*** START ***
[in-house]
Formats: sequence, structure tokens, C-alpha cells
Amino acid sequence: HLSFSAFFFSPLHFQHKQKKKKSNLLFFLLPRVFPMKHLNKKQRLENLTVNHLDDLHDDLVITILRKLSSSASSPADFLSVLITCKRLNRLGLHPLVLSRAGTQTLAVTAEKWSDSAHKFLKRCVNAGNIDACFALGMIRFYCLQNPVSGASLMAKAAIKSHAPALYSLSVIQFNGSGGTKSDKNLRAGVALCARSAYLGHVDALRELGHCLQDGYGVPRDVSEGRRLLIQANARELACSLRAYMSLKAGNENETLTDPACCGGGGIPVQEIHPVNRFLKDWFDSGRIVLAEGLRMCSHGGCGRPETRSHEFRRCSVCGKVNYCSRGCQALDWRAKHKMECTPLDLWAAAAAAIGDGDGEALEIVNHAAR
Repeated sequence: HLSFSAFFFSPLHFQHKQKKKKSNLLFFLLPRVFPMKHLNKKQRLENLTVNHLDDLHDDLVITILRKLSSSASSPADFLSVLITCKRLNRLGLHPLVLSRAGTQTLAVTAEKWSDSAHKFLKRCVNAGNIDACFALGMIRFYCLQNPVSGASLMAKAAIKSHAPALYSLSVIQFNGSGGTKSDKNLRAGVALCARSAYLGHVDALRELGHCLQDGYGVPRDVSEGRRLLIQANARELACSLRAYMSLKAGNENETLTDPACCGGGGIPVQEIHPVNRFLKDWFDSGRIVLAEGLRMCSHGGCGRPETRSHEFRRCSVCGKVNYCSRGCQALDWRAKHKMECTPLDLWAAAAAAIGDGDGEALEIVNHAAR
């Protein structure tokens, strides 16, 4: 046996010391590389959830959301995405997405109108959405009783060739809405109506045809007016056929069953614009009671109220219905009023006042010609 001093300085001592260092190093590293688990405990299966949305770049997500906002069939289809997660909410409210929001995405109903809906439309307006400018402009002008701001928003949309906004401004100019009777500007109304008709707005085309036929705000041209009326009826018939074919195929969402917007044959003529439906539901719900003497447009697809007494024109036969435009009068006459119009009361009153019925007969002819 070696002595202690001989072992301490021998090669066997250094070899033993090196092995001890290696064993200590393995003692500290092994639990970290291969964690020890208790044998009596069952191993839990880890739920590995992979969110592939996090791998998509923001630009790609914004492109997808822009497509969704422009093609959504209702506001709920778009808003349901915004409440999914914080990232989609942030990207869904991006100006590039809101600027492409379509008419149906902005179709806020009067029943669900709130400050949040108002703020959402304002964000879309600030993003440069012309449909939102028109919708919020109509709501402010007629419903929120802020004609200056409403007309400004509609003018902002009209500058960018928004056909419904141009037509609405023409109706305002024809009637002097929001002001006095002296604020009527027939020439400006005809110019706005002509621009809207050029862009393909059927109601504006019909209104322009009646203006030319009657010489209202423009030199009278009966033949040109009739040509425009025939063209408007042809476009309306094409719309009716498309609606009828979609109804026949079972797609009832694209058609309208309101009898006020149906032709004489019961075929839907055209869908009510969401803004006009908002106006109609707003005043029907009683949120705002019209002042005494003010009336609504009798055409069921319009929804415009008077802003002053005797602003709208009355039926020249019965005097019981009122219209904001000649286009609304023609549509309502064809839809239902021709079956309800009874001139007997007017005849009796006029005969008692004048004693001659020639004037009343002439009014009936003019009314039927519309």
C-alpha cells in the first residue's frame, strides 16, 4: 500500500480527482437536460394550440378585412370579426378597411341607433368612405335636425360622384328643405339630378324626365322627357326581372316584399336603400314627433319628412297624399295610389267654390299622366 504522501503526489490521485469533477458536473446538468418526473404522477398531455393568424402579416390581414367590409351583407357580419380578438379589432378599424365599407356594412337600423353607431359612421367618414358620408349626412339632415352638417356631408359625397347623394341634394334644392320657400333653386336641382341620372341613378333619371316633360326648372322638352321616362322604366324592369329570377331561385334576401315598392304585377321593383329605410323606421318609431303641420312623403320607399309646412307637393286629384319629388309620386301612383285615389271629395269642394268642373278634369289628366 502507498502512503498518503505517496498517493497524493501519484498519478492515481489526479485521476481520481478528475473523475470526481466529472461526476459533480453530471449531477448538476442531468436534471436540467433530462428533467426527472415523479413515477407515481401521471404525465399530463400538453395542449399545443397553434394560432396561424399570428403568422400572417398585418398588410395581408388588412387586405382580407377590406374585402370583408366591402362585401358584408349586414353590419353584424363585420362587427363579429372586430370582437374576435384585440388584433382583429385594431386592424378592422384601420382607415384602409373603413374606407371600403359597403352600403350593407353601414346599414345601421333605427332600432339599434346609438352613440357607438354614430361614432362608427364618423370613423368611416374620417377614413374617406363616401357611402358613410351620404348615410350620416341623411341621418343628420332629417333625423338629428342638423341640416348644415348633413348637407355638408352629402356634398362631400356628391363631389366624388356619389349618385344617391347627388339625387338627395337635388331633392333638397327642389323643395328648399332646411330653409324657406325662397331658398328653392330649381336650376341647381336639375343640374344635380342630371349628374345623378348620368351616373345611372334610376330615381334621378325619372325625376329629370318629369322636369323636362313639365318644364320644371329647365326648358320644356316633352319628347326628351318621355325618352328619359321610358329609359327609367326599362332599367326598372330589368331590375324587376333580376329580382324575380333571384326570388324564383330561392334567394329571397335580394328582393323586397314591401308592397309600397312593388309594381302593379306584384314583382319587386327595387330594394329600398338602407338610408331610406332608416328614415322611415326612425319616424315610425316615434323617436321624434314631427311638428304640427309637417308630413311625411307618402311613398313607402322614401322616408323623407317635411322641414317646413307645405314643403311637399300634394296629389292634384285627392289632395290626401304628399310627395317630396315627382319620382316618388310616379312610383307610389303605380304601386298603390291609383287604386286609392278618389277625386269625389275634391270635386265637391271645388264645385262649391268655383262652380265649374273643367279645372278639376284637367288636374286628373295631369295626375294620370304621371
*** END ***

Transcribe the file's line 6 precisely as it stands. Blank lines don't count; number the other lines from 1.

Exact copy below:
C-alpha cells in the first residue's frame, strides 16, 4: 500500500480527482437536460394550440378585412370579426378597411341607433368612405335636425360622384328643405339630378324626365322627357326581372316584399336603400314627433319628412297624399295610389267654390299622366 504522501503526489490521485469533477458536473446538468418526473404522477398531455393568424402579416390581414367590409351583407357580419380578438379589432378599424365599407356594412337600423353607431359612421367618414358620408349626412339632415352638417356631408359625397347623394341634394334644392320657400333653386336641382341620372341613378333619371316633360326648372322638352321616362322604366324592369329570377331561385334576401315598392304585377321593383329605410323606421318609431303641420312623403320607399309646412307637393286629384319629388309620386301612383285615389271629395269642394268642373278634369289628366 502507498502512503498518503505517496498517493497524493501519484498519478492515481489526479485521476481520481478528475473523475470526481466529472461526476459533480453530471449531477448538476442531468436534471436540467433530462428533467426527472415523479413515477407515481401521471404525465399530463400538453395542449399545443397553434394560432396561424399570428403568422400572417398585418398588410395581408388588412387586405382580407377590406374585402370583408366591402362585401358584408349586414353590419353584424363585420362587427363579429372586430370582437374576435384585440388584433382583429385594431386592424378592422384601420382607415384602409373603413374606407371600403359597403352600403350593407353601414346599414345601421333605427332600432339599434346609438352613440357607438354614430361614432362608427364618423370613423368611416374620417377614413374617406363616401357611402358613410351620404348615410350620416341623411341621418343628420332629417333625423338629428342638423341640416348644415348633413348637407355638408352629402356634398362631400356628391363631389366624388356619389349618385344617391347627388339625387338627395337635388331633392333638397327642389323643395328648399332646411330653409324657406325662397331658398328653392330649381336650376341647381336639375343640374344635380342630371349628374345623378348620368351616373345611372334610376330615381334621378325619372325625376329629370318629369322636369323636362313639365318644364320644371329647365326648358320644356316633352319628347326628351318621355325618352328619359321610358329609359327609367326599362332599367326598372330589368331590375324587376333580376329580382324575380333571384326570388324564383330561392334567394329571397335580394328582393323586397314591401308592397309600397312593388309594381302593379306584384314583382319587386327595387330594394329600398338602407338610408331610406332608416328614415322611415326612425319616424315610425316615434323617436321624434314631427311638428304640427309637417308630413311625411307618402311613398313607402322614401322616408323623407317635411322641414317646413307645405314643403311637399300634394296629389292634384285627392289632395290626401304628399310627395317630396315627382319620382316618388310616379312610383307610389303605380304601386298603390291609383287604386286609392278618389277625386269625389275634391270635386265637391271645388264645385262649391268655383262652380265649374273643367279645372278639376284637367288636374286628373295631369295626375294620370304621371